Irish help to finance African cogeneration project

By Sarah Smith
A sustainable energy initiative in Africa's agricultural regions will enable the sugar industry to become more energy independent. The plan involves developing several biomass cogeneration plants as part of a six-year plan that will fuel sugar plantations. In all, 11 African countries will benefit from these projects, designed to reduce dependence on the nation's expensive electrical resources, which are currently powered by foreign oil.

In the sugar recovery process, the fibrous bagasse is burned to meet the heat and electricity requirements of the cane factories, which even return electricity to various power grids. The enterprise is financed by the Renewable Energy and Energy Efficiency Partnership and ProInvest. The REEEP is an international enabler of global markets for sustainable energy, focusing on developing countries and transitional economies. Its share of the funding for the rural electrification projects was provided by the government of Ireland, which targets sub-Saharan African countries to implement sustainable energy initiatives.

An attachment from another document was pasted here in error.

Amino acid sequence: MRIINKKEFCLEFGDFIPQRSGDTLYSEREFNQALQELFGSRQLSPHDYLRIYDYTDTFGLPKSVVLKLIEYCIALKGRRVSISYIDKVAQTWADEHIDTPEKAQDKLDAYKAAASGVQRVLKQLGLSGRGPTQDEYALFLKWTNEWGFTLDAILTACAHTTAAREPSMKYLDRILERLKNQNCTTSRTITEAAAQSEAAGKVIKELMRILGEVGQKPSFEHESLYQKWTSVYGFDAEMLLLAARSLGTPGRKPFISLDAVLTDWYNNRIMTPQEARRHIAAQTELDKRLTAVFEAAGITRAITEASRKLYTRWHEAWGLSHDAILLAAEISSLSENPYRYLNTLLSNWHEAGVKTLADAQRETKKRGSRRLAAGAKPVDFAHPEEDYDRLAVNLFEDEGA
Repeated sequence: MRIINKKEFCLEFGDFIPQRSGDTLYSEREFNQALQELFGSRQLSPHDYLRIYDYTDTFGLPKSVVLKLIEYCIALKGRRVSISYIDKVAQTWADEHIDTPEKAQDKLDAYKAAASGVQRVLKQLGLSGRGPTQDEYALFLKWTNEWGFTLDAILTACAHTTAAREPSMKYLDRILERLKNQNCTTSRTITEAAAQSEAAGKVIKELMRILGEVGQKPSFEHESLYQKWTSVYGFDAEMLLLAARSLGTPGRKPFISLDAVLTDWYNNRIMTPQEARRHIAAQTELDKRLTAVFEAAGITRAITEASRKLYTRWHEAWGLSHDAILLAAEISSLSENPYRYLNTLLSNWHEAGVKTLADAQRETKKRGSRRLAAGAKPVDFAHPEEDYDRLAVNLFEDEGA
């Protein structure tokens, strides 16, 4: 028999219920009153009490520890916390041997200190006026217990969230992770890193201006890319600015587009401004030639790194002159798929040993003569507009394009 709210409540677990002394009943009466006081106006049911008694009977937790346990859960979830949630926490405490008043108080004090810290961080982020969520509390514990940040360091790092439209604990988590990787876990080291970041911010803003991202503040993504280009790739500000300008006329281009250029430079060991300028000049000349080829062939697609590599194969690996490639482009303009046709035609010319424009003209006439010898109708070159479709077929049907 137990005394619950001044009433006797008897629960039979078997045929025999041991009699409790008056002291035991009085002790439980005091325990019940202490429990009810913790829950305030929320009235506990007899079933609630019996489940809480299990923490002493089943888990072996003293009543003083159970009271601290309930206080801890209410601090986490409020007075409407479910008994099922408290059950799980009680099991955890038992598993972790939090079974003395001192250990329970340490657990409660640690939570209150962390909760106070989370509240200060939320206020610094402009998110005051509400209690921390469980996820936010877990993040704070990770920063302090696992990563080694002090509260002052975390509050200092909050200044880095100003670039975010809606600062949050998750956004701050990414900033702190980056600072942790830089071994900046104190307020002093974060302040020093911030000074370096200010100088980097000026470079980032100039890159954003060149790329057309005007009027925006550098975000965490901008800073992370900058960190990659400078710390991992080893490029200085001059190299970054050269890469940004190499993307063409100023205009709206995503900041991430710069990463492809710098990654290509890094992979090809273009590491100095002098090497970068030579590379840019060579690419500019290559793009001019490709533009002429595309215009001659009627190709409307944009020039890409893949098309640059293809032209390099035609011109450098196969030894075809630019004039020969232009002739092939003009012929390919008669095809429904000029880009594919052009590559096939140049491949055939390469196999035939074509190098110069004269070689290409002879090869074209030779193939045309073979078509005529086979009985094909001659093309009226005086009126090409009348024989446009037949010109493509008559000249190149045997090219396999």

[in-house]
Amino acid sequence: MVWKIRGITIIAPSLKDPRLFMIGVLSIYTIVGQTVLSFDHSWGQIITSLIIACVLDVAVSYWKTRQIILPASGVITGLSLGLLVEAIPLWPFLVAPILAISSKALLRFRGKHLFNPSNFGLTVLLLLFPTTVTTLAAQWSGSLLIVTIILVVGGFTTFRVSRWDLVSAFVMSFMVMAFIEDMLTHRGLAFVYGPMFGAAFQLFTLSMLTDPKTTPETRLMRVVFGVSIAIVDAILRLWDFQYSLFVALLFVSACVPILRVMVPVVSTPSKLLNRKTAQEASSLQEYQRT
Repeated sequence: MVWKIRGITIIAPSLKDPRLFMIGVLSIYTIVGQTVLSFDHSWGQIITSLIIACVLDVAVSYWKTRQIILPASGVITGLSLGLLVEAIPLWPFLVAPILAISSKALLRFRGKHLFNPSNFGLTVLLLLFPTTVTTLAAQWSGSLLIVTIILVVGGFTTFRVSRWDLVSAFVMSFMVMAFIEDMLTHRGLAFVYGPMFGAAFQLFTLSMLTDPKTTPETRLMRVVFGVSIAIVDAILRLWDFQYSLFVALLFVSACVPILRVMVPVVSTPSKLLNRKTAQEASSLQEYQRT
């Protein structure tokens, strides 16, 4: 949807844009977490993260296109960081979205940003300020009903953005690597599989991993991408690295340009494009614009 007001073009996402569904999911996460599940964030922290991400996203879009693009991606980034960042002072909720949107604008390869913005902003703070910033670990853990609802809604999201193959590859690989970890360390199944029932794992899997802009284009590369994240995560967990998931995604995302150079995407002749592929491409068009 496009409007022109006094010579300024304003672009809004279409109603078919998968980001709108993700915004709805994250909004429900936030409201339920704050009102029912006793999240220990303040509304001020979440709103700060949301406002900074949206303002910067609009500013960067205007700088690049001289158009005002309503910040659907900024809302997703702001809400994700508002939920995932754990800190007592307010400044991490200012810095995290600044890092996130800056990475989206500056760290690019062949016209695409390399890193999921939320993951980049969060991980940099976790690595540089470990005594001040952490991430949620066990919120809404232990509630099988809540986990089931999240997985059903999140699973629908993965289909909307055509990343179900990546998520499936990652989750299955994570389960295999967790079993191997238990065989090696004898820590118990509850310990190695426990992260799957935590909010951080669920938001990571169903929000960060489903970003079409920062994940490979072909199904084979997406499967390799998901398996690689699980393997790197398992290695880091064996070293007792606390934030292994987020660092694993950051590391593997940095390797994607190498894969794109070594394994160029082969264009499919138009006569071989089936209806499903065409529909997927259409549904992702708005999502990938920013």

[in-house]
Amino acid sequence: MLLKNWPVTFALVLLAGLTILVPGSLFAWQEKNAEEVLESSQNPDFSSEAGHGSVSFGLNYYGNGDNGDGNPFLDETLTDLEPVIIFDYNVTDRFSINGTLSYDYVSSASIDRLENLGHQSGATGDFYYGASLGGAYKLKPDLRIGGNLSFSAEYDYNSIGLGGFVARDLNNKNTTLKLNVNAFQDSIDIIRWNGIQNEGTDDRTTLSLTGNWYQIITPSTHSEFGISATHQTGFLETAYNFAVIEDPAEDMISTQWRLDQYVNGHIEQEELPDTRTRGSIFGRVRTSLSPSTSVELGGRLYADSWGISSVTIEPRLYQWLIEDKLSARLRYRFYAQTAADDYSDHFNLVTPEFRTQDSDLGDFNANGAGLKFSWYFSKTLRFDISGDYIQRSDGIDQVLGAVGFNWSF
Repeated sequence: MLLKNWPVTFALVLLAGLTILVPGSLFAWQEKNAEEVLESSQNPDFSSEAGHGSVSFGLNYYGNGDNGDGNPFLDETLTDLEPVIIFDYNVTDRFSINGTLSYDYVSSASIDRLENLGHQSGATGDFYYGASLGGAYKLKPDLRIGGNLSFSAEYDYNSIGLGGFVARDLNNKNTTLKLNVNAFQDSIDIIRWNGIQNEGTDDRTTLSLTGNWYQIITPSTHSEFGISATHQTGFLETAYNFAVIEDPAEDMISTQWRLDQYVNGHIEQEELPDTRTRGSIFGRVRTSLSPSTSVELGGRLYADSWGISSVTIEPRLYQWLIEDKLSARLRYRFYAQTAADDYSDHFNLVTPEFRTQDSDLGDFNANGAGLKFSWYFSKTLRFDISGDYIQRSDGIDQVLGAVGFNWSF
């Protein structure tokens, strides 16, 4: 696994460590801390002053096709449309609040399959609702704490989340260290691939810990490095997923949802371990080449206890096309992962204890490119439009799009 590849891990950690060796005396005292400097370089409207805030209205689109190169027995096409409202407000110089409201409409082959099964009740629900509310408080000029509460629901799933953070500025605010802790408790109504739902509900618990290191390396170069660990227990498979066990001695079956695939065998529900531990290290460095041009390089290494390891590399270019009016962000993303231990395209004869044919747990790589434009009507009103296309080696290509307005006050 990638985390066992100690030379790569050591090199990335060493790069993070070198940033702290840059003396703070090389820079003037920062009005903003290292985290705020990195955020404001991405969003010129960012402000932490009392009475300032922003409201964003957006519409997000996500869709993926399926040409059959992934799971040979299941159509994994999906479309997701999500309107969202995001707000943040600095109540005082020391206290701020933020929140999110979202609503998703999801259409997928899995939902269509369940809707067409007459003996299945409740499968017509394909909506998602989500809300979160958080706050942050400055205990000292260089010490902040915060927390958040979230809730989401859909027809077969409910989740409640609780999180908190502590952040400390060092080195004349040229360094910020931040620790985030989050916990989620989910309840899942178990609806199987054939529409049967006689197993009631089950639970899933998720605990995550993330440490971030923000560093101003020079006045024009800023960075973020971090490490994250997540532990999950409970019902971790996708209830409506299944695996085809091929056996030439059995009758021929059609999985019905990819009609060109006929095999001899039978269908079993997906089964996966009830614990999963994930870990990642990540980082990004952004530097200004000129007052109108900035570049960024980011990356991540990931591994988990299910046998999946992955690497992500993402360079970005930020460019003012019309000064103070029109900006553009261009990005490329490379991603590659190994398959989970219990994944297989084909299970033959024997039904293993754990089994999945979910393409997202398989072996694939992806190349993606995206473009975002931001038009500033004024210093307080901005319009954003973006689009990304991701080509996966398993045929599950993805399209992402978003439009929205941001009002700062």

Eamon Ramon, Irish minister for communications, energy and natural resources, said Ireland is committed to "the interlinking challenges of [social and economic] development and climate change." He called those challenges "global justice issues."

ProInvest is a partnership between the European Union and African, Caribbean and Pacific Rim countries that promotes investment and technology in those regions.
Both the REEEP and ProInvest work with governments, businesses, industries and financiers to promulgate a global market for renewable energies, energy-efficient technologies and energy legislation.

Kenyan President H.E. Mwai Kibaki, who spearheaded the African initiative, noted the rising cost of oil and his nation's substandard efforts in rural electrification as the main reasons for seeking outside assistance.